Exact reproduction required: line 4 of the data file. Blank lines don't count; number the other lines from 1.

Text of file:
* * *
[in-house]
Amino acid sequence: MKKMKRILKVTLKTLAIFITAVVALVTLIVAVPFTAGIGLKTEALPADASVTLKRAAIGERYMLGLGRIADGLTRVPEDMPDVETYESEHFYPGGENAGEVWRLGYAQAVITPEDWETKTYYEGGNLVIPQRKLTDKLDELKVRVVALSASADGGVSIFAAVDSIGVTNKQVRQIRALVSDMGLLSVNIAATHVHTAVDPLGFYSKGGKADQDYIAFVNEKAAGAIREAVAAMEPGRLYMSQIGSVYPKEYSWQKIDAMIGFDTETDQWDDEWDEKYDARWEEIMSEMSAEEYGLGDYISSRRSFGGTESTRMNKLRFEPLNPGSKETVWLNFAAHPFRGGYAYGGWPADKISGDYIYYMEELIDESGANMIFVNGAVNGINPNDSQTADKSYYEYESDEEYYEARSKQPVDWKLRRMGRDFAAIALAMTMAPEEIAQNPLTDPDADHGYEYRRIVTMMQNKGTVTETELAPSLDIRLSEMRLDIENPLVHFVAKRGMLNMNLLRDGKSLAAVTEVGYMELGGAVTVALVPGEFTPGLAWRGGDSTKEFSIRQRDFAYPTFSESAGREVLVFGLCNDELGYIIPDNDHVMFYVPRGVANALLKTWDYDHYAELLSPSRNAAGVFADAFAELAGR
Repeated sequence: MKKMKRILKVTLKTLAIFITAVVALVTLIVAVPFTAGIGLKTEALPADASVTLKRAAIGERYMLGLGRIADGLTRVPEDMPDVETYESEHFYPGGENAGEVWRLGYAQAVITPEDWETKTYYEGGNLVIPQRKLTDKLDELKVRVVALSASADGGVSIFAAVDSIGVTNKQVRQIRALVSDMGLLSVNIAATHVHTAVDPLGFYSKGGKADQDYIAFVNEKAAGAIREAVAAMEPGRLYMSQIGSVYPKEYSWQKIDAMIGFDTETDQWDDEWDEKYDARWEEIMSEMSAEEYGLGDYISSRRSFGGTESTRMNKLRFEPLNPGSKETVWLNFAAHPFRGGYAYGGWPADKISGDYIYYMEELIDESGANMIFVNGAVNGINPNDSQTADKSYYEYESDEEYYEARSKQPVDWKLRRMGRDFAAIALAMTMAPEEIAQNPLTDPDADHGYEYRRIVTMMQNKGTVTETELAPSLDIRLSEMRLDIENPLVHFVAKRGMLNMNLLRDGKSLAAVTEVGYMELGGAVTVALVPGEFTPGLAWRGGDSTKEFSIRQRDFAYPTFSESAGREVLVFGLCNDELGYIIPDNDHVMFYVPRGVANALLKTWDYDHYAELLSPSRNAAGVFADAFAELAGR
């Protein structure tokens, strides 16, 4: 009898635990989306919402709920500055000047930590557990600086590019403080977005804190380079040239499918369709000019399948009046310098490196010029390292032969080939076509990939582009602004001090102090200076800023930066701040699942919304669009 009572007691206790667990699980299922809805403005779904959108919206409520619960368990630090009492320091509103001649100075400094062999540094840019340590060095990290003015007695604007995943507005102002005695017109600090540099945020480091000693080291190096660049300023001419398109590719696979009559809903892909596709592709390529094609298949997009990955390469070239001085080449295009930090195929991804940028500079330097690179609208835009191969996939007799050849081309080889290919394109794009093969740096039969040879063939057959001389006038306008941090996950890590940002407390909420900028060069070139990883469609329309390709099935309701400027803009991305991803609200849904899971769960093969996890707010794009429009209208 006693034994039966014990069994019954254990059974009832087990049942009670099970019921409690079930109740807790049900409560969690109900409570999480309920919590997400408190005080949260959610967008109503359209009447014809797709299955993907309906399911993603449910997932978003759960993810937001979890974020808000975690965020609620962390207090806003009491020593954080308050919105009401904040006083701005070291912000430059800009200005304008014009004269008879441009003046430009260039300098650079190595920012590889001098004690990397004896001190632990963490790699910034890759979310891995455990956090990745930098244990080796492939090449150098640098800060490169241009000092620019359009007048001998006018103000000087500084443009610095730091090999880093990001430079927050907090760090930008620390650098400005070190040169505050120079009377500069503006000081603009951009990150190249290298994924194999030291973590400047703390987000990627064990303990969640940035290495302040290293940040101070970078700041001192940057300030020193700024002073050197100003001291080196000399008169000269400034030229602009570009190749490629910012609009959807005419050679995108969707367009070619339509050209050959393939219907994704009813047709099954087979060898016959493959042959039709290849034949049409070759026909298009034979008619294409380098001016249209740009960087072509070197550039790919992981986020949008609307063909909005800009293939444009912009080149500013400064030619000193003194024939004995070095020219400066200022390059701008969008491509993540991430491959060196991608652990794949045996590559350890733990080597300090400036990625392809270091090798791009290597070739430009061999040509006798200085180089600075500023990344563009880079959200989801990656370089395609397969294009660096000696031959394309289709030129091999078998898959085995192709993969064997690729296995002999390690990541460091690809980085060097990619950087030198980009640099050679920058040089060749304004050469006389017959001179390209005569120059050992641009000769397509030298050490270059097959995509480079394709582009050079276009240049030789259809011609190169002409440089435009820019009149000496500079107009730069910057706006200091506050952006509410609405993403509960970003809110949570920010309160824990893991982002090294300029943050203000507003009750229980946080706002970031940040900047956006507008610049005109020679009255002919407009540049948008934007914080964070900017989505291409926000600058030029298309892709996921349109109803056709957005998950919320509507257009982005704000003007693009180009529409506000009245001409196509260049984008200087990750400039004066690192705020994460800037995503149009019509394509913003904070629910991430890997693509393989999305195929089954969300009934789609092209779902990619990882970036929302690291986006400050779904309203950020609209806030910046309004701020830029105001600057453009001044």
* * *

């Protein structure tokens, strides 16, 4: 009898635990989306919402709920500055000047930590557990600086590019403080977005804190380079040239499918369709000019399948009046310098490196010029390292032969080939076509990939582009602004001090102090200076800023930066701040699942919304669009 009572007691206790667990699980299922809805403005779904959108919206409520619960368990630090009492320091509103001649100075400094062999540094840019340590060095990290003015007695604007995943507005102002005695017109600090540099945020480091000693080291190096660049300023001419398109590719696979009559809903892909596709592709390529094609298949997009990955390469070239001085080449295009930090195929991804940028500079330097690179609208835009191969996939007799050849081309080889290919394109794009093969740096039969040879063939057959001389006038306008941090996950890590940002407390909420900028060069070139990883469609329309390709099935309701400027803009991305991803609200849904899971769960093969996890707010794009429009209208 006693034994039966014990069994019954254990059974009832087990049942009670099970019921409690079930109740807790049900409560969690109900409570999480309920919590997400408190005080949260959610967008109503359209009447014809797709299955993907309906399911993603449910997932978003759960993810937001979890974020808000975690965020609620962390207090806003009491020593954080308050919105009401904040006083701005070291912000430059800009200005304008014009004269008879441009003046430009260039300098650079190595920012590889001098004690990397004896001190632990963490790699910034890759979310891995455990956090990745930098244990080796492939090449150098640098800060490169241009000092620019359009007048001998006018103000000087500084443009610095730091090999880093990001430079927050907090760090930008620390650098400005070190040169505050120079009377500069503006000081603009951009990150190249290298994924194999030291973590400047703390987000990627064990303990969640940035290495302040290293940040101070970078700041001192940057300030020193700024002073050197100003001291080196000399008169000269400034030229602009570009190749490629910012609009959807005419050679995108969707367009070619339509050209050959393939219907994704009813047709099954087979060898016959493959042959039709290849034949049409070759026909298009034979008619294409380098001016249209740009960087072509070197550039790919992981986020949008609307063909909005800009293939444009912009080149500013400064030619000193003194024939004995070095020219400066200022390059701008969008491509993540991430491959060196991608652990794949045996590559350890733990080597300090400036990625392809270091090798791009290597070739430009061999040509006798200085180089600075500023990344563009880079959200989801990656370089395609397969294009660096000696031959394309289709030129091999078998898959085995192709993969064997690729296995002999390690990541460091690809980085060097990619950087030198980009640099050679920058040089060749304004050469006389017959001179390209005569120059050992641009000769397509030298050490270059097959995509480079394709582009050079276009240049030789259809011609190169002409440089435009820019009149000496500079107009730069910057706006200091506050952006509410609405993403509960970003809110949570920010309160824990893991982002090294300029943050203000507003009750229980946080706002970031940040900047956006507008610049005109020679009255002919407009540049948008934007914080964070900017989505291409926000600058030029298309892709996921349109109803056709957005998950919320509507257009982005704000003007693009180009529409506000009245001409196509260049984008200087990750400039004066690192705020994460800037995503149009019509394509913003904070629910991430890997693509393989999305195929089954969300009934789609092209779902990619990882970036929302690291986006400050779904309203950020609209806030910046309004701020830029105001600057453009001044």